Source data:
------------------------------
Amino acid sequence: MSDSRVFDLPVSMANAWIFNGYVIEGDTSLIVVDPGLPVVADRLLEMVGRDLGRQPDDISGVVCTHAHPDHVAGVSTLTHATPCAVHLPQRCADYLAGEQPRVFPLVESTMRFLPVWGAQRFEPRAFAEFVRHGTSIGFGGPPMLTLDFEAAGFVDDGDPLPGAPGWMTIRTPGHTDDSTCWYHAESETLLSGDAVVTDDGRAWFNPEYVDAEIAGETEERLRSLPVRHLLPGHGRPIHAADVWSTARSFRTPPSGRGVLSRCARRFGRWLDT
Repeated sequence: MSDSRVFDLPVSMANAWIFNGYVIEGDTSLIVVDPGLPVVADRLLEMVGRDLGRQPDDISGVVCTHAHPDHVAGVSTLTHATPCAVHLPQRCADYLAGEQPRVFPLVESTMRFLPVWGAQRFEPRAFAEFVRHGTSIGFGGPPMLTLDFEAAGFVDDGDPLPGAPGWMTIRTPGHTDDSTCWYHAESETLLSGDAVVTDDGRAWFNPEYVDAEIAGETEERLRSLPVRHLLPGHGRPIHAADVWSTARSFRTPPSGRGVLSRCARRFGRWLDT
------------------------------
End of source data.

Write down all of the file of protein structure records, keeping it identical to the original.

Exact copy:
Amino acid sequence: MSDSRVFDLPVSMANAWIFNGYVIEGDTSLIVVDPGLPVVADRLLEMVGRDLGRQPDDISGVVCTHAHPDHVAGVSTLTHATPCAVHLPQRCADYLAGEQPRVFPLVESTMRFLPVWGAQRFEPRAFAEFVRHGTSIGFGGPPMLTLDFEAAGFVDDGDPLPGAPGWMTIRTPGHTDDSTCWYHAESETLLSGDAVVTDDGRAWFNPEYVDAEIAGETEERLRSLPVRHLLPGHGRPIHAADVWSTARSFRTPPSGRGVLSRCARRFGRWLDT
Repeated sequence: MSDSRVFDLPVSMANAWIFNGYVIEGDTSLIVVDPGLPVVADRLLEMVGRDLGRQPDDISGVVCTHAHPDHVAGVSTLTHATPCAVHLPQRCADYLAGEQPRVFPLVESTMRFLPVWGAQRFEPRAFAEFVRHGTSIGFGGPPMLTLDFEAAGFVDDGDPLPGAPGWMTIRTPGHTDDSTCWYHAESETLLSGDAVVTDDGRAWFNPEYVDAEIAGETEERLRSLPVRHLLPGHGRPIHAADVWSTARSFRTPPSGRGVLSRCARRFGRWLDT